But if the narrators in his songs often face shortcomings, Black the musician doesn’t suffer any real failures on this album.  In fact, the greatest accomplishment on Lay You in the Loam is how much of an outlaw Black has become since his last release; now at home in Nashville, he no longer has to play into the contemporary setting of L.A. or the low-fi club structure of New York.  Black takes enormous pride in his roots, and the rebellious South—full of Americana—seeps out of every pore.   “The Idiot” embodies the lore of Country greats like Waylon Jennings or Willie Nelson through podunk bass lines, modulating church organ, and good ole’ guitar twang—however, there is, of course, a refreshing modern spin to it.  Furthermore, “Trouble,” the album’s eighth track feels as though Black—just another drifter trying to shed some of the weight he’s been carrying on his trail to redemption—is singing from the dark pit of a whiskey saloon, chicken wire stage and all.

Only one track, “Dig Together,” fails to fit the mold. Though still a dreamy anthem, any outlaw zeal it might have had is lost via overproduction and a pop-like song structure. Accompanied by Inara George (The Bird and the Bee), too much of its five-minute length is filled with ethereal backup singers and a reverberating texture that is better suited to Lady Antebellum than the raw songwriting of Black.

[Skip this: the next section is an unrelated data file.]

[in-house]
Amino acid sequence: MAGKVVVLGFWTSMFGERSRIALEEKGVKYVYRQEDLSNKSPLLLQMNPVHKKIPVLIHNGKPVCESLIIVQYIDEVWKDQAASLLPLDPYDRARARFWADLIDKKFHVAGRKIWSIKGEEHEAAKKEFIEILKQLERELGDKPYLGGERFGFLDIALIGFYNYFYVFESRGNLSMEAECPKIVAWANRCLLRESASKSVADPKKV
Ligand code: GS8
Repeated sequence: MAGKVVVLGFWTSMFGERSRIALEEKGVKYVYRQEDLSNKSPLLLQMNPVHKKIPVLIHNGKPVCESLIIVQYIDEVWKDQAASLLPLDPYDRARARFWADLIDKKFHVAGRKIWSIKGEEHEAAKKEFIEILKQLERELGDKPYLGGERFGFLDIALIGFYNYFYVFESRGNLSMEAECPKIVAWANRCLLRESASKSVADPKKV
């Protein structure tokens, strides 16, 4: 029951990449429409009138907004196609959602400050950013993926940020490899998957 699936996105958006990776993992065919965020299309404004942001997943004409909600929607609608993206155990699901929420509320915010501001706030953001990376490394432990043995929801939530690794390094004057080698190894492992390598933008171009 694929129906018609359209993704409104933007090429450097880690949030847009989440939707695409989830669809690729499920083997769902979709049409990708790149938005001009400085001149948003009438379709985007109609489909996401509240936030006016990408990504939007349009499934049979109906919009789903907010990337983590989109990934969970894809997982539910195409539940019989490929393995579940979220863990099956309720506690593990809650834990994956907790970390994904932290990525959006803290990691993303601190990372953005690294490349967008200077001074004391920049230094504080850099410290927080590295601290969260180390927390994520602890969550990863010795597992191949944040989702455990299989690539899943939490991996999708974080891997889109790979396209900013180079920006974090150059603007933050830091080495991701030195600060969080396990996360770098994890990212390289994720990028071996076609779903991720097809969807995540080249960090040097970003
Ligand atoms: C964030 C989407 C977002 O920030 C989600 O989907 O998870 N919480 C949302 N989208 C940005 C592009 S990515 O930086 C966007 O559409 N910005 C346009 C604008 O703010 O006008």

By album’s end, it’s clear that Casey Black has released a true work of art. He is the Everyman; his humble lyricism and grunting delivery has never been as effective as it is now.  Lay You in the Loam is an album that allows a weathered soul to begin purging himself as he searches in his southern roots for a penance of sorts.

Posted by Gabriel A for http://thevenomblog.com

Casey Black releases his fourth studio album – Lay You In The Loam - on June 18, 2013 through the newly launched, CatBeach Music. Loam features 10 new original songs and was recorded and produced by Emmy-award winning songwriter/producer Bobby Hartry at CatBeach Studios in Los Angeles. The video for the first single from Loam, “Fire Fire Fire Fire," premiered earlier this week. The single fuses an earnest and steely eyed monologue, reminiscent of Steve Earle or The Nightwatchman with an unrelenting pulse that demands your full attention. Instrumentally, the track builds into a storm that develops sonically.